7 Tips to Help You Pick the Best Thumbnail for Your ExplainerClaude Harrington 11.09.2015
The entire point of making an explainer video is, of course, to utilize the uniquely impactful power of video. Given this purpose, it may seem strange to think about boiling down your explainer video to individual frames. But when people visit your website (or find your explainer through an online search), they’ll most likely first meet your video in the form of a thumbnail. As a result, whether you like it or not, that single, solitary image will end up playing an important role. So, in order to put your best foot forward, below are a few tips to help you select the best thumbnail for your explainer video.
1. Think of Your Thumbnail as the Movie Poster for your Video: In many ways, that’s what a movie poster is—a tiny thumbnail for a 90 minute narrative film. The difference, of course, is that movie posters are almost always made up of more than just a single shot. But, even so, the objective is very similar: to create a single image that will entice viewers to want more. So what’s what you need to do with your thumbnail. Find the frames that best represent what your video is all about and consider those images the frontrunners for your thumbnail.
2. Clarity is King (aka “Don’t Be Confusing!”): The worst thumbnails (and the worst movie posters for that matter) are those that make you scratch your head and say, “What the heck is that?” To avoid this fate, it’s often a good idea to focus on the characters featured in your explainer video. Just like the in the videos themselves, your characters can serve as a very useful (and relatable) set of eyes and ears to effectively draw audiences into your story.
3. One Size Fits All: The problem with thumbnails is that we don’t always know how big they’re going to be. They’ll likely be smaller than the video itself, but how small is not always up to you. That will be determined by search engines, social media platforms and other uncontrollable variables. So, to make the most of all these opportunities, make sure you select an image that can work at different sizes and resolutions. It doesn’t need to work perfectly (and it likely can’t because of changing parameters), but it must be versatile enough to get the job done.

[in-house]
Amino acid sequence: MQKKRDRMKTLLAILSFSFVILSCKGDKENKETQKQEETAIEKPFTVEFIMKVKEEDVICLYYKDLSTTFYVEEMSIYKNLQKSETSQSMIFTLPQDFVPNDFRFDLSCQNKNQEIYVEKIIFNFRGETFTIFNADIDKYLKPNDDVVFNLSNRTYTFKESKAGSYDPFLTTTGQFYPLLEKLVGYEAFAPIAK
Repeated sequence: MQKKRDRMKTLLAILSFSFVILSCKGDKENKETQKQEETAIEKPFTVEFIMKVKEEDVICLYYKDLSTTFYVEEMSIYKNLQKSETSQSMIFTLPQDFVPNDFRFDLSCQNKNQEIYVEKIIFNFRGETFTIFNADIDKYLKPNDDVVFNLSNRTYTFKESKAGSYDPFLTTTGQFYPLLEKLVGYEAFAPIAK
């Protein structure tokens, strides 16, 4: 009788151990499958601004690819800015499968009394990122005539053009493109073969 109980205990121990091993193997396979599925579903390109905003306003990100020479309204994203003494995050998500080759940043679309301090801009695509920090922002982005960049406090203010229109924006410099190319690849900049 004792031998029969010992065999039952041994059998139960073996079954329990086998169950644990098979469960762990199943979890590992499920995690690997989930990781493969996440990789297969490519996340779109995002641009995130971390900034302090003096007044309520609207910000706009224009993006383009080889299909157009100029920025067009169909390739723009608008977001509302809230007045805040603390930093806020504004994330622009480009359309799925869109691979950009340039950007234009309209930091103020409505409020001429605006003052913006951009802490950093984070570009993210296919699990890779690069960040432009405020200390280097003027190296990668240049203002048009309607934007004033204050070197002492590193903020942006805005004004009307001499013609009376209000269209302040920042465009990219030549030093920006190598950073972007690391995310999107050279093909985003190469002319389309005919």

4. Err on the Side of Professional: As with the point above (in which you don’t know where your thumbnail will be displayed), you also don’t know who will be seeing it and you must keep that in mind. Because of this uncertainty, it’s a good idea to select an image that is more professional than one which is not. Even if that might sometimes mean selecting an image that’s a tad less enticing, the last thing you want your thumbnail to do is deter viewership.
5. Spoiler-Alert! Although it’s probably safe to say that explainer videos don’t contain M. Night Shyamalan-level revelations, they still are often built around a narrative. And while these narratives may not contain spoilers in the same sense as those on film and television, every story contains some degree of surprise and uncertainty. So, if possible, try to avoid giving away these moments of revelation; be they stats, metaphors or unexpected twists and turns. One good trick to avoid “spoiling” the video, is to try and select a thumbnail from the early portion of the film.
6. Creating the Illusion of Motion: Don’t ever forget that your thumbnail is not meant to be a substitute for the video itself. And by that same token, it’s important to remind viewers (and sometimes ourselves) that joy of video’s many advantages; such movement and progression. And while a thumbnail cannot actually capture that effect, it is possible to choose an image that conveys movements. Look for images where your character is beginning an action or reacting to a problem (or solution). If you can find situations like these, you’ll usually find a moment of intriguing physical or emotional movement not far behind.
7. Lastly, and most importantly, remember this: There is no correct answer. There is no singularly perfect thumbnail, but rather a bunch of viable options. So just try and pick the one that works best for your objective. And if you’re feeling stuck, try to select a few options and run the by someone with fresh eyes!
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